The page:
Willson Contreras, the 26-year-old catcher for the Chicago Cubs will play in his first All-Star game tonight. That’s one of the biggest honors in his profession. When he found out he’d made the team, he cried.
You probably would have too if you’d have worked that hard — especially if one of your idols had tried to hold you in place, telling you to “respect the ranks” as you started gaining ground.
Regardless, you can steal his path to all-star status starting today. And perhaps your success will threaten some of your idols, as well.
Playing in the All-Star game was a predictable outcome.
Contreras used a method that almost every superstar or uber performer in any field, including business, has used since the beginning of humanity.
He knew where to focus.
It wasn’t long ago that Contreras was just a pimply-faced teenager with a dream. Wisely, he found a secret weapon: his idols.
In particular, he idolized two big league catchers: Buster Posey (SF Giants) and Yadi Molina (St Louis Cardinals). When Contreras was a kid, Posey and Molina were two future Hall of Fame catchers at the peak of their game.
Contreras focused on them. He studied their moves in minute, painful detail. He practiced doing what they did as closely as he could, day after day after day.
He imitated them until he could make those moves as well as (or better than) they did.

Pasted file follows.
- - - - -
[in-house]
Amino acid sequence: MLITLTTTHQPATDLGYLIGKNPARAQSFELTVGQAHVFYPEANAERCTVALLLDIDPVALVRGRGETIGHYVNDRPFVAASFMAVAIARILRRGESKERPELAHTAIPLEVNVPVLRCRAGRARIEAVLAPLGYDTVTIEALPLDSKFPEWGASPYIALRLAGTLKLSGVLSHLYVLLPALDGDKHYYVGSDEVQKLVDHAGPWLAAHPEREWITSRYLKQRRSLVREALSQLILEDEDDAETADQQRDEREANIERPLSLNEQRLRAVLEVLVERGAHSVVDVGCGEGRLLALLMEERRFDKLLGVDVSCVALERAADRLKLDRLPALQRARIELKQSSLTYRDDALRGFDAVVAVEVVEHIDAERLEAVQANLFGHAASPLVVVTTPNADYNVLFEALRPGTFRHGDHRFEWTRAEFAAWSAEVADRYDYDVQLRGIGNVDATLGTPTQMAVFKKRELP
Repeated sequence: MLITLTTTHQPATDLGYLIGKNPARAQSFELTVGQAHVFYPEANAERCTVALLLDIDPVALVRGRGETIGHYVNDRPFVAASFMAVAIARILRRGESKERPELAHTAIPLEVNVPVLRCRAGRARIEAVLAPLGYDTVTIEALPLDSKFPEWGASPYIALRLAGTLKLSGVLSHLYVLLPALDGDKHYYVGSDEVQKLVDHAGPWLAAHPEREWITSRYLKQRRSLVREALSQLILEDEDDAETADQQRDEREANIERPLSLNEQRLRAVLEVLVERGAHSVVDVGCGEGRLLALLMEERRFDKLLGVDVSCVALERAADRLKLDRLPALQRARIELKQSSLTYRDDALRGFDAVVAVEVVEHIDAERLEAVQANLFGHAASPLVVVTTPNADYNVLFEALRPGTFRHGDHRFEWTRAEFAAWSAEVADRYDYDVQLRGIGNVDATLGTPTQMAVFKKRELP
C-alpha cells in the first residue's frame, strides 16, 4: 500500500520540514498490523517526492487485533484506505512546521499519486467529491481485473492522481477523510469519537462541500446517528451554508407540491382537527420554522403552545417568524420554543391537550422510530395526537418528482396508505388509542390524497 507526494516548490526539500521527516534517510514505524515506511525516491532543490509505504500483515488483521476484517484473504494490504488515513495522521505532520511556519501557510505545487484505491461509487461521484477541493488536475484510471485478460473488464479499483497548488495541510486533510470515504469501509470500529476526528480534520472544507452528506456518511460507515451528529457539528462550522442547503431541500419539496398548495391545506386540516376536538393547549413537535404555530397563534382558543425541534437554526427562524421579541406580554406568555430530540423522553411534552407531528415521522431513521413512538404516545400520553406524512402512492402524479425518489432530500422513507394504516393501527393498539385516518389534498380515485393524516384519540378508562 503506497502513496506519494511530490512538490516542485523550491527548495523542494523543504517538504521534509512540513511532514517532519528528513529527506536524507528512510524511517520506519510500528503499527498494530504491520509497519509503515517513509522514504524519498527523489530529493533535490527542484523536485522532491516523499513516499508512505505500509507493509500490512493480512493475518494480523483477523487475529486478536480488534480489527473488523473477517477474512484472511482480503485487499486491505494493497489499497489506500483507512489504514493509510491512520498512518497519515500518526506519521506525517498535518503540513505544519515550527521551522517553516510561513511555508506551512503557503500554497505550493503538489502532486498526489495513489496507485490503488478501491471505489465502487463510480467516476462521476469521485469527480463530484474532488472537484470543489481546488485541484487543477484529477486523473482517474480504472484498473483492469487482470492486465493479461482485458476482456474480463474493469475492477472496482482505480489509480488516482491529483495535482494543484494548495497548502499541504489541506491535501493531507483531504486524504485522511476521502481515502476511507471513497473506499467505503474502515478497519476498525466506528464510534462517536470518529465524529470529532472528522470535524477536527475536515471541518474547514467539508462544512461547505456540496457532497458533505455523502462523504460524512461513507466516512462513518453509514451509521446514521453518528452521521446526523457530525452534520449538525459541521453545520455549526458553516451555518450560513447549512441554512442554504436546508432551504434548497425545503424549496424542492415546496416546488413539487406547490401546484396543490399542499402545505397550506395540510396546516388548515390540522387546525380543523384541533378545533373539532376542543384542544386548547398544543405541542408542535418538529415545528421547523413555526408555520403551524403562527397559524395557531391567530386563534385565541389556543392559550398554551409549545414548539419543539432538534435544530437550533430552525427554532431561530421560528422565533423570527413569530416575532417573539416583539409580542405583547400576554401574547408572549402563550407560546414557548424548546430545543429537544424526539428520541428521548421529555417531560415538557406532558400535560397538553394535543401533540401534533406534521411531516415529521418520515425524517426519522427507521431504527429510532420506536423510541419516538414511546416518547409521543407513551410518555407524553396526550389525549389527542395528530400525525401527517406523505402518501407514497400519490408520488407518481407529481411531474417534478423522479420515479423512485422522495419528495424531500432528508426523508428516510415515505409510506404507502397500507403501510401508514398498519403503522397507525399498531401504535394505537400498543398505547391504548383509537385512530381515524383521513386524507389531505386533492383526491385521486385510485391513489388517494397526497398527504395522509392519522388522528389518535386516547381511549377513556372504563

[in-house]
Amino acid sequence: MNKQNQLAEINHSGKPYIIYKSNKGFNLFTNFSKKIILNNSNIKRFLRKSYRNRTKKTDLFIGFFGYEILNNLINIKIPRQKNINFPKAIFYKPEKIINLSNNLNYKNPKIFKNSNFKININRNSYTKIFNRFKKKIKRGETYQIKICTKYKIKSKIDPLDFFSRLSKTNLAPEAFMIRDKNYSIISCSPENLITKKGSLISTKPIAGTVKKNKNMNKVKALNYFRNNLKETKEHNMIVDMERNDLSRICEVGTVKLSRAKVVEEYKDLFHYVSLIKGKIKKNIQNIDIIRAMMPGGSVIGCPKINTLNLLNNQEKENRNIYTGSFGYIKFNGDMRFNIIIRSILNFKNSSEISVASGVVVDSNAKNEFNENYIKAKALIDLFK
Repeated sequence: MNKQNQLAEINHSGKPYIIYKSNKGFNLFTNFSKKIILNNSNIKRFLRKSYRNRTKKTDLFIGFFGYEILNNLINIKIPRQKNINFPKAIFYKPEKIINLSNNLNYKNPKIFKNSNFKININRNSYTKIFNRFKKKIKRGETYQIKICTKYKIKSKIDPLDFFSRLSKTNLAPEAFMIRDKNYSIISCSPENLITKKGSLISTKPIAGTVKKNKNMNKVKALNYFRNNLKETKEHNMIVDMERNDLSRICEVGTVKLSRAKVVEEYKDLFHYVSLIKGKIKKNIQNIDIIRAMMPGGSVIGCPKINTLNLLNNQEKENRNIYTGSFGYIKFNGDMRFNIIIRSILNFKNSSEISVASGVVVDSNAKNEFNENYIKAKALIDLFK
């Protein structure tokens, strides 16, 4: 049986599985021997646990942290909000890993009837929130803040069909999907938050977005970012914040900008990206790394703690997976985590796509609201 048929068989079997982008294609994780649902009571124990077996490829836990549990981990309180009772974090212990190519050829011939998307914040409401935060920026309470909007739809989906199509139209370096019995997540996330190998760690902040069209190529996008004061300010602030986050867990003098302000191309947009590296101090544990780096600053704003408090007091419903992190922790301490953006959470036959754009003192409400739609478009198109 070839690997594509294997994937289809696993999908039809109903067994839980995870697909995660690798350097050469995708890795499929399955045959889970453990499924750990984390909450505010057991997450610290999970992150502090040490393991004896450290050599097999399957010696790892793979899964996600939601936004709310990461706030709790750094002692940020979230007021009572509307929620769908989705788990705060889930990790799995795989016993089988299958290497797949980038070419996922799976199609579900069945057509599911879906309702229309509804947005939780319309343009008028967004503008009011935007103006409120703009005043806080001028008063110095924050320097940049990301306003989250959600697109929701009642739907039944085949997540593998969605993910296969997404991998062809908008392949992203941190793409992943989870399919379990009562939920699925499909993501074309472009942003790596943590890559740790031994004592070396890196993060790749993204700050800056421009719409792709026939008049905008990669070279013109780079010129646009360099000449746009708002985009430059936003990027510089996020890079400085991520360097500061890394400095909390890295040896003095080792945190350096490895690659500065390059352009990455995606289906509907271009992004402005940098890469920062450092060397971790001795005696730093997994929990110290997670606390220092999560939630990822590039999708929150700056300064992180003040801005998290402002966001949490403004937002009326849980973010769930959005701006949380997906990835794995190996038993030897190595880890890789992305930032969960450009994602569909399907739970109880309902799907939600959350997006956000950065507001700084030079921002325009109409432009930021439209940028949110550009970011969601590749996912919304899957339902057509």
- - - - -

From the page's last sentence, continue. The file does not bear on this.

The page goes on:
How do I know this?
Because that’s what every person who’s having a huge impact will tell you he or she did early on.
- Kobe Bryant studied Michael Jordan move by move.
- Babe Ruth studied Shoeless Joe Jackson swing by swing.
- Lin Manuel Miranda wrote down the lyrics of Stephen Sondheim and hip-hop artists word by word.
- Warren Buffet read (and still reads) to capture the genius of great thinkers, idea by idea.
- The Founding Fathers of the US researched the masters of history, thesis by thesis.
And over time each of them began to perform those things in their way. Not as a clone but as their own original expression.
There’s even an advantage to birth order.
Did you know that the vast majority of Olympians fall toward the bottom of their family’s birth order? As a younger, smaller, slower sibling, they had to work harder to keep with their older siblings. So they imitated them.
Imitation was a survival skill with Olympic-sized benefits. It made them better, faster.
In fact, it’s not uncommon for a dedicated student to eventually outperform the people they’d been imitating.
Stealing talent is legal and encouraged.
Daniel Coyle, the author of The Talent Code (a must-read for anyone who wants to have a disproportionate impact), calls it “windshield” time—keeping the people you want to emulate right in front of you—in your windshield.
Contreras never became his heroes.
That wasn’t his goal. Contreras would be a terrible Buster Posey. But by mastering Posey’s moves, he became much better, himself.
His idol tried to smack him down.
Last year, Contreras admitted to studying Posey and Molina . . . and then added that he hopes to surpass them. The next day, Molina smacked him down on Twitter, essentially telling him to “respect the ranks.” But it was too late. Contreras was on his way.
So today, ask yourself two questions:
- Who might have put YOU on their windshield?
The likelihood is that they will eventually surpass you. You can choose to support their progress or smack them down. Played well, they could become a part of the legacy you leave.
- Who are you putting on your windshield that you want to emulate?
Get clear about who it is, and start imitating them shamelessly. If you’re dedicated to the task, it will make you a better version of yourself.
Want to make a meaningful impact? Put your idols on your windshield and get to work.